The new captains at the Salvation Army have rolled up their sleeves and are hitting the ground running. And Renton has rolled out the red carpet to welcome them.
Captains Christopher and Lisa Aird and their four children — Kayla (11), Ryan (9) and twins Jenna and Rebecca (6) — arrived just a little over a month ago when they were reassigned to the Renton Corps after making their home in Roseville, Calif. for four years. They who were reassigned to El Cajon Corps, near San Diego.
Capt. Chris sat down for a latte with me and shared his vision for the Renton Corps.
“We plan to build on what the Masangos did so well,” said Aird. He’d like to continue expanding the kids after-school program (BOOST, which stands for “Best Out Of School Time”), and add another day to the community supper program for starters, which has grown by leaps and bounds.
Aird wants to expand the BOOST program that gives music lessons to kids after school and cited research that shows students in such programs do better in school. Aird is a trumpet player himself and has a lifelong love of music.
Both Captains are interested in service clubs in Renton. Chris has been attending meetings at the invitation of current member, Denny Hamilton, who also attends the Army church.
Lisa is interested in the Soroptimist Club. Lisa also is planning to work with youth programs at the Corps. Chris said that Lisa’s main concentration is, of course, being a mother, but also was quick to point out that she is an ordained pastor and calls her “my better half, my rock, my strength.”
The Airds have known each other since 1987. They went through officer training school in Crestmont - College For Officer's Training in 2007.
Chris’ background is in Ministry and Christian Leadership from Nazarene Bible College. But in addition to that he spent six years in the Navy.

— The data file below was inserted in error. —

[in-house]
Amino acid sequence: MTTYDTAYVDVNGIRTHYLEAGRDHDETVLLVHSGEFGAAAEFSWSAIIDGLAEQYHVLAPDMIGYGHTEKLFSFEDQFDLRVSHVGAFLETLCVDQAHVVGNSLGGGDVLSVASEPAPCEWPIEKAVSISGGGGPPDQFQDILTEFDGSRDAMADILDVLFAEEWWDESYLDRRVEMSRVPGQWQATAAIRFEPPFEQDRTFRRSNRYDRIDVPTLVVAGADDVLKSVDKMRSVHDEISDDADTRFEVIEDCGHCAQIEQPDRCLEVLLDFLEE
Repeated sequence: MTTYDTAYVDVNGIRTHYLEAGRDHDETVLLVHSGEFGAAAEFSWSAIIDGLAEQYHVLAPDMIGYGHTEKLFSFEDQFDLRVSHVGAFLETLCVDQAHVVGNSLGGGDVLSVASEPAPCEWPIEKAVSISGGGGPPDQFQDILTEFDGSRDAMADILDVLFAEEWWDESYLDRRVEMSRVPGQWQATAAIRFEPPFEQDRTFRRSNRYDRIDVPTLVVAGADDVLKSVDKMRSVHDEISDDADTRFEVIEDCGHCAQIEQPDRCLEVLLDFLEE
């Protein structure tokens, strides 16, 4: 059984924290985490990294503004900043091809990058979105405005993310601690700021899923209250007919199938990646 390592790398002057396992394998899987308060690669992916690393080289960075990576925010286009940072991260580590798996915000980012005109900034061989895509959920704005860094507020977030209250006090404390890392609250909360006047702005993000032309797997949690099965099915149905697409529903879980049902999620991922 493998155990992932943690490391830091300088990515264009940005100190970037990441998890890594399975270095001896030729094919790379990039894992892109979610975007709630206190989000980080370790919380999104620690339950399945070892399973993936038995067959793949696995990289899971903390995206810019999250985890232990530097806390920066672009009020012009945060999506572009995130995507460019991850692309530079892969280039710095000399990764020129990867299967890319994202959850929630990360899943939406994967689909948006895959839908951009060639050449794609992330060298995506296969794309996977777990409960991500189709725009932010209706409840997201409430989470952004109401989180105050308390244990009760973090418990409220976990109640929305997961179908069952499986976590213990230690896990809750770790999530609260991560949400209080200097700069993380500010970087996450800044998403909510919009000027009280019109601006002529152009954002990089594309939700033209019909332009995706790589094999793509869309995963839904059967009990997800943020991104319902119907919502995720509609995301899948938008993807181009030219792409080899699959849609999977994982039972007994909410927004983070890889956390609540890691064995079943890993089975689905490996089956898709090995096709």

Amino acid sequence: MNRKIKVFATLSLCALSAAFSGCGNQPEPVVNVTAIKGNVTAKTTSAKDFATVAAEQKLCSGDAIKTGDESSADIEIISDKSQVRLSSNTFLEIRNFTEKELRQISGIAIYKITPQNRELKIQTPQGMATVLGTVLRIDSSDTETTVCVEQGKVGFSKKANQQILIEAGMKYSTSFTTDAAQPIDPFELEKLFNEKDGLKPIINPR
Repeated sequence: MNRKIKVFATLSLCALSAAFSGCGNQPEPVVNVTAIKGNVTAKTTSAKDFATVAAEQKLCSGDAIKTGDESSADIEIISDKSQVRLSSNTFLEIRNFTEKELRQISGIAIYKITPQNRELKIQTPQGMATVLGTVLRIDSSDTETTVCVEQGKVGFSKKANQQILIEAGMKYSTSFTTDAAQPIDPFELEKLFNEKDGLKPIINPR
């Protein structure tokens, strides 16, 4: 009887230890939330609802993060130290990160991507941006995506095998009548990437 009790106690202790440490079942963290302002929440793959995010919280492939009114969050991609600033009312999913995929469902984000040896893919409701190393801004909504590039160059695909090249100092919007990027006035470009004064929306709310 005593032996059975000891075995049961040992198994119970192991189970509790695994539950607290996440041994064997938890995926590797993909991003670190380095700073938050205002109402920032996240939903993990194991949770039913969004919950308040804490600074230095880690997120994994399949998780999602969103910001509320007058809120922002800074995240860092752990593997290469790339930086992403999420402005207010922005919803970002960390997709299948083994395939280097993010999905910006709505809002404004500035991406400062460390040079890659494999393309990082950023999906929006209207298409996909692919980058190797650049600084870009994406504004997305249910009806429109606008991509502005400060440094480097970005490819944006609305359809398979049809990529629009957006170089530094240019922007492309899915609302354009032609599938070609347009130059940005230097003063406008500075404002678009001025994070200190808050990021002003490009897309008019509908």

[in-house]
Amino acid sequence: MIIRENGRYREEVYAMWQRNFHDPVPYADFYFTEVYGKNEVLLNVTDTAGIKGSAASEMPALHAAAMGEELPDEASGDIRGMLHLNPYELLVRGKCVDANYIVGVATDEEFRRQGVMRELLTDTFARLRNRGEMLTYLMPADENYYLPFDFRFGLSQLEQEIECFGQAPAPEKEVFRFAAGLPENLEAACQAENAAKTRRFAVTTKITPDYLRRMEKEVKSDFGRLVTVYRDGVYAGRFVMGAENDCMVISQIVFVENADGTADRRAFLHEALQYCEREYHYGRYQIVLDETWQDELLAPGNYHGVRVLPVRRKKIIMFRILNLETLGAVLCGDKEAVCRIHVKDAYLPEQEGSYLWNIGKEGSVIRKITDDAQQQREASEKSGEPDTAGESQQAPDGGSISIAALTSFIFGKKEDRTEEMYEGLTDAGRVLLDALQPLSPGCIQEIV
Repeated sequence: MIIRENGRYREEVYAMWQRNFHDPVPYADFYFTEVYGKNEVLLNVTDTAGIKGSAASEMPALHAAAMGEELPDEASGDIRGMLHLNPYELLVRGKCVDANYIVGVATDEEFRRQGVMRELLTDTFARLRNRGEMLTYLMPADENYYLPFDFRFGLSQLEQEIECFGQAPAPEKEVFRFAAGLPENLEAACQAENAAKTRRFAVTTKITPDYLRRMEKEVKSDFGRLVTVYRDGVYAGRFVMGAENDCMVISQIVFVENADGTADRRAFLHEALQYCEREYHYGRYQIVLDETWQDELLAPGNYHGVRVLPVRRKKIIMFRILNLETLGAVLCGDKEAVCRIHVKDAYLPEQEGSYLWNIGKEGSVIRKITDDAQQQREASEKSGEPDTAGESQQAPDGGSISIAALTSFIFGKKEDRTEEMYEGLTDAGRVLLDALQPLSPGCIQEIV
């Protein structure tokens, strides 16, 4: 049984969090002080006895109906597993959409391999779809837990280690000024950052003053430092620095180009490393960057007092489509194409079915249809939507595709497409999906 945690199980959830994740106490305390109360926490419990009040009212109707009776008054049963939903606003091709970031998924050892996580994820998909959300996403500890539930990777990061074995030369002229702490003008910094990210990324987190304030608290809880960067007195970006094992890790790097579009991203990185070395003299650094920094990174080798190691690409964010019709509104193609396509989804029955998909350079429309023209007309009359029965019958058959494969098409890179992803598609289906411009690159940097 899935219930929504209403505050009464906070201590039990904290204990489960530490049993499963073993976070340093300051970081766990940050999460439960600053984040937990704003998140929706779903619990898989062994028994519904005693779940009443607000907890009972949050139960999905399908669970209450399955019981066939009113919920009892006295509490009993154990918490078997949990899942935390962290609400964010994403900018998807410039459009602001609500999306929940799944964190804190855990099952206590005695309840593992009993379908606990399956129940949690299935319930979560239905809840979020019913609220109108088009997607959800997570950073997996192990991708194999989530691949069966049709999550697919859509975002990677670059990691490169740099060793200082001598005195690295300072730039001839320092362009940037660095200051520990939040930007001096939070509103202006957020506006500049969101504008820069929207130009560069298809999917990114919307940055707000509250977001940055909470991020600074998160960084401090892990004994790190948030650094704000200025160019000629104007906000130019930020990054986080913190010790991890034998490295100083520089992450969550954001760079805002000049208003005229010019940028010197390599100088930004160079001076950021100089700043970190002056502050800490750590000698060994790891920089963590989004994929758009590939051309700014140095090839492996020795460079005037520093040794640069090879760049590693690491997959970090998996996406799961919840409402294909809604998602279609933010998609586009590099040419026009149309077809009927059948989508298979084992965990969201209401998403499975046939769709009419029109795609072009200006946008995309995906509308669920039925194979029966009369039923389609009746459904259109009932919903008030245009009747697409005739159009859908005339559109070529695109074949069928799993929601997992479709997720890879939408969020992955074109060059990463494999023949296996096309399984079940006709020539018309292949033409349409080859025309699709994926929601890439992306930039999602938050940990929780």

With parents as pastors, his evolution to this might seem natural, but Aird took a little bit of a circuitous route to get there with the stint in the Navy, but said that he knew that he was going to be a Salvation Army pastor since he was a fairly young child.
Aird has a calming presence and a lively sense of humor. Julie Hamilton who attends Bible Study at the Church gives him high praise for his Bible Studies and also his first few sermons.
Of the relocation, Aird said, “I have an overwhelming faith that God knows best.” His family is settling into their new home — and although not completely unpacked yet — getting to know Renton and the surrounding area. The Airds are actively looking at options for schools for their children.
This philosophy helped him through a tough period two years ago when a seemingly benign lump in his throat was diagnosed as thyroid cancer. And, to further test him, he was given doctors orders to not participate in all of the activities during Christmas — the Salvation Army’s busiest time of the year. That was a tough prescription to follow. Aird is now cancer-free.
Aird is quickly learning his way around Renton—and was proud to make his way to sans GPS to meet the mayor a few weeks ago.
“Everyone in Renton has been wonderful and welcoming,” he said.
Take some time to get to know the Airds. I’m glad I did.